10 Fastest Growing Trees & Plants In The World

Apr 25 • Nature • 13496 Views • Comments Off on 10 Fastest Growing Trees & Plants In The World

When we think about plants and trees, there is a tendency to think of them as “slow” things. After all, you can stare at a plant all day and you will probably not see it budge a millimeter. And yet, when you walk away from a plant and come back a week later, you will often observe change.

Believe it or not, some trees and plants grow really fast, and can put on substantial height within just a few short years. What are the fastest growing trees? Let’s take a look at some of the fastest growing plants on the planet.

1. Bamboo

Flickr / luke chan

Flickr / luke chan

Bamboo grows incredibly quickly, which is one reason it is often used to make sustainable, eco-friendly products. Re-planting bamboo is fairly easy thanks to the swift growth rate of the plant. The spreading root structure allows one rootstock to produce several shoots, permitting horizontal growth.

Some species can literally grow 10 centimeters per day! If you actually had the patience to sit there all day, you would notice the growth by the end of it.

2. Hybrid poplar.

Flickr / Oregon Department of Forestry

Flickr / Oregon Department of Forestry

This species of poplar is a popular shade tree. It only takes about five years to grow poplars to harvestable height, making them popular in industry applications as well (lumber, etc.). Hybrid poplars can put on ten feet a year. Not as impressive as the bamboo, but not bad! This is just one of the artificially created species on our list, and not even the fastest growing one.

3. Algae

Flickr / Andrea Pokrzywinski

Flickr / Andrea Pokrzywinski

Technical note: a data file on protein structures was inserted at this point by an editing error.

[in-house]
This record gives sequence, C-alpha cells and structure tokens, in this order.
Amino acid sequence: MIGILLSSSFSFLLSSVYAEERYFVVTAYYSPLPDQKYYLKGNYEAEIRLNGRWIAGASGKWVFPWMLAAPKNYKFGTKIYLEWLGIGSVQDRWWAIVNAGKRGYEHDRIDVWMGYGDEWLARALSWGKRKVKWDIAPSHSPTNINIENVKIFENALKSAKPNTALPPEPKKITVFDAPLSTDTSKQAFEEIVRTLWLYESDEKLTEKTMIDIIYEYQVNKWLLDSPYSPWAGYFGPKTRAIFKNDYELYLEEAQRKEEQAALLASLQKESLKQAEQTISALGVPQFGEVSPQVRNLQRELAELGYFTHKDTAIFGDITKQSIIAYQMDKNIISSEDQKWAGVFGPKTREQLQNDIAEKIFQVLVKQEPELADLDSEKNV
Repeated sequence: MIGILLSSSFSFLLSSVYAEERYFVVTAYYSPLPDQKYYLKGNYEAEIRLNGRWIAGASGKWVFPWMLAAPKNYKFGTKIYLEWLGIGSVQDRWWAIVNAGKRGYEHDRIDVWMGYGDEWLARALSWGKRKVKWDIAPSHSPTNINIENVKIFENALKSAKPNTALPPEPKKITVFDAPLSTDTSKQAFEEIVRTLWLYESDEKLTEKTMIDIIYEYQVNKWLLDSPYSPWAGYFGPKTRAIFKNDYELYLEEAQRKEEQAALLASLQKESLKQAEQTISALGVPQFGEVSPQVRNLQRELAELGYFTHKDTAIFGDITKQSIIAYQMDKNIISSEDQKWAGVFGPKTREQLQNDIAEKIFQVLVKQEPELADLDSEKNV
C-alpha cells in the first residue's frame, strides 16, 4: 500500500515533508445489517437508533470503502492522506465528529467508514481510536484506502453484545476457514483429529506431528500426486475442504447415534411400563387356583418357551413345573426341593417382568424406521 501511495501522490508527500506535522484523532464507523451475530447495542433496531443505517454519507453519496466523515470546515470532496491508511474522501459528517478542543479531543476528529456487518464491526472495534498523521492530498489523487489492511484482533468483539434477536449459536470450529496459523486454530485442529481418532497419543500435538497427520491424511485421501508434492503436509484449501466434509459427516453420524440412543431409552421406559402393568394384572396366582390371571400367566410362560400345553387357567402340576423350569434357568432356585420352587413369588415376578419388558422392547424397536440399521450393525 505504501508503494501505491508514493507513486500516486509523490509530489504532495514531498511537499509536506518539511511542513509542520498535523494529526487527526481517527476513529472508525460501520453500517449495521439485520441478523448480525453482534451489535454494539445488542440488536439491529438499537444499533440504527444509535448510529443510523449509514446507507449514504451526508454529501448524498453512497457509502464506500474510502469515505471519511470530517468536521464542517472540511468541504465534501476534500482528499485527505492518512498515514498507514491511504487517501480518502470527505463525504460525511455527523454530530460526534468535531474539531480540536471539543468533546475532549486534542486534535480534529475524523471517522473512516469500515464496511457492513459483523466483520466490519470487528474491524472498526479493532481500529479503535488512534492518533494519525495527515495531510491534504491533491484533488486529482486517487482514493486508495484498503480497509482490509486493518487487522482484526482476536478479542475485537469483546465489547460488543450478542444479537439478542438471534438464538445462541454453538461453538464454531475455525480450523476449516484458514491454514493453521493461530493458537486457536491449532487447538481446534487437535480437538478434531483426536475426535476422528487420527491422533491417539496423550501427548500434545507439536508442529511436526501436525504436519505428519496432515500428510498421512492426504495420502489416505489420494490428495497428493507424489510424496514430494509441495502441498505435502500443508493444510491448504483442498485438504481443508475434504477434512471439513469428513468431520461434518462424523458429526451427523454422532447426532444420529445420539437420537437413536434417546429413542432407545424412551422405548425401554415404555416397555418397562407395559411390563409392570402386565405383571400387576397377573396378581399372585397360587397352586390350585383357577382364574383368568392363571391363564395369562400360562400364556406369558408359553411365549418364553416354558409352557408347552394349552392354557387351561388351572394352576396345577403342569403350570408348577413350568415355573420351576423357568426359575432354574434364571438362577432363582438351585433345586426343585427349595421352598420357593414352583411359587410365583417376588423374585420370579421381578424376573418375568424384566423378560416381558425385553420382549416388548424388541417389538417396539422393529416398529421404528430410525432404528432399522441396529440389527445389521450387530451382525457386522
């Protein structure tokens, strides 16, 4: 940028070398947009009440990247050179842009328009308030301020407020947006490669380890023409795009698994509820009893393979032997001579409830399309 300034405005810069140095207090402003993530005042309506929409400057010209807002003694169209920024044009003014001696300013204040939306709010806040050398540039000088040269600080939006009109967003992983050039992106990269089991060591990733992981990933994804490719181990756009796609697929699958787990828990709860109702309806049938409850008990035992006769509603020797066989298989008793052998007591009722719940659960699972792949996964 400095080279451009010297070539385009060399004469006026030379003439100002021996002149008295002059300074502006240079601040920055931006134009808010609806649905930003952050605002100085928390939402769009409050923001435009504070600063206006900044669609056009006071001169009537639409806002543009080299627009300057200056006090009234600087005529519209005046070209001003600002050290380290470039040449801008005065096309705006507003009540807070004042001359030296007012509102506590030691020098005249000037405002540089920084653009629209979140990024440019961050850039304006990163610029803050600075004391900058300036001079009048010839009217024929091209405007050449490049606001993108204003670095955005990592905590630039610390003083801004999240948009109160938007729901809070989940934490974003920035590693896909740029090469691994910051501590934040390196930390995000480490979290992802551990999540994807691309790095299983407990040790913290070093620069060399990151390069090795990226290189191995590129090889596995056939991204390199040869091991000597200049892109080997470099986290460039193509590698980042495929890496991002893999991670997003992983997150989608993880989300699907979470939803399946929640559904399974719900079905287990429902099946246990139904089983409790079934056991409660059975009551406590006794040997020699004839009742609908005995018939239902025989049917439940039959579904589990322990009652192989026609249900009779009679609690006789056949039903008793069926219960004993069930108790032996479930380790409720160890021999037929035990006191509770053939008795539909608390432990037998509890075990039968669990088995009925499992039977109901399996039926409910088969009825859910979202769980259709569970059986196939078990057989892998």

Algae are very fast growing eukaryotes (they are plantlike, but not technically plants; they are actually quite hard to classify), and are found all over the world. They grow so quickly that they sometimes “bloom.” Algae blooms can be dangerous for sea life (they pull all the oxygen out of the water), and some types of algae bloom such as red tide can even be toxic to human health.

4. Duckweed

Flickr / alex_and_stacy

Flickr / alex_and_stacy

This small, flowering plant is one which also grows very quickly. Every 30 hours, the species can undergo an entire life cycle. If a duckweed were able to reproduce continuously at maximum efficiency, it would theoretically be able to create four Earth-sized masses of duckweed inside of just four months. How amazing is that?

5. Eastern Cottonwood

Flickr / S.J Jessie Quinney Library

Flickr / S.J Jessie Quinney Library

This species of tree may be the fastest growing tree in North America. In some locations it can put on a good 10-15 feet per year, and can often do so for several years in a row. It can continue to put on 5 feet per year even after this phase is completed, and may do so for around a quarter of a century.

6. Giant Sequoia

Flickr/ Simon Tunbridge

Flickr/ Simon Tunbridge